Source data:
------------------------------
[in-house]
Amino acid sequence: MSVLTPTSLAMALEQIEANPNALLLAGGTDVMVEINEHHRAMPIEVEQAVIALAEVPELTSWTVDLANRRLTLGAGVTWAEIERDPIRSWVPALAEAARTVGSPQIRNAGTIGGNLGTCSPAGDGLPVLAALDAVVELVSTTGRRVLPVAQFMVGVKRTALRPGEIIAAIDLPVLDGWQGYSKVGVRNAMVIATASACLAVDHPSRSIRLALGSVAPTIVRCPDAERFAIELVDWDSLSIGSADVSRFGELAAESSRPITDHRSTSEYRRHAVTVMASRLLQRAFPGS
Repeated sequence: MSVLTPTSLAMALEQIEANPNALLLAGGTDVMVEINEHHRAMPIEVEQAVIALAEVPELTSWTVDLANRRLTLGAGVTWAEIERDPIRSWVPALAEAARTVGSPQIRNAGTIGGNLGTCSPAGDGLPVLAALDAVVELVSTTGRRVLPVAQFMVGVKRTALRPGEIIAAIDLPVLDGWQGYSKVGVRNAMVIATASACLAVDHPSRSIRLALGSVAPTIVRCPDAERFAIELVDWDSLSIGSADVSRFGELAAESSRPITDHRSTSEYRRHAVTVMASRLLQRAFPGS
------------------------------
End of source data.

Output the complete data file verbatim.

[in-house]
Amino acid sequence: MSVLTPTSLAMALEQIEANPNALLLAGGTDVMVEINEHHRAMPIEVEQAVIALAEVPELTSWTVDLANRRLTLGAGVTWAEIERDPIRSWVPALAEAARTVGSPQIRNAGTIGGNLGTCSPAGDGLPVLAALDAVVELVSTTGRRVLPVAQFMVGVKRTALRPGEIIAAIDLPVLDGWQGYSKVGVRNAMVIATASACLAVDHPSRSIRLALGSVAPTIVRCPDAERFAIELVDWDSLSIGSADVSRFGELAAESSRPITDHRSTSEYRRHAVTVMASRLLQRAFPGS
Repeated sequence: MSVLTPTSLAMALEQIEANPNALLLAGGTDVMVEINEHHRAMPIEVEQAVIALAEVPELTSWTVDLANRRLTLGAGVTWAEIERDPIRSWVPALAEAARTVGSPQIRNAGTIGGNLGTCSPAGDGLPVLAALDAVVELVSTTGRRVLPVAQFMVGVKRTALRPGEIIAAIDLPVLDGWQGYSKVGVRNAMVIATASACLAVDHPSRSIRLALGSVAPTIVRCPDAERFAIELVDWDSLSIGSADVSRFGELAAESSRPITDHRSTSEYRRHAVTVMASRLLQRAFPGS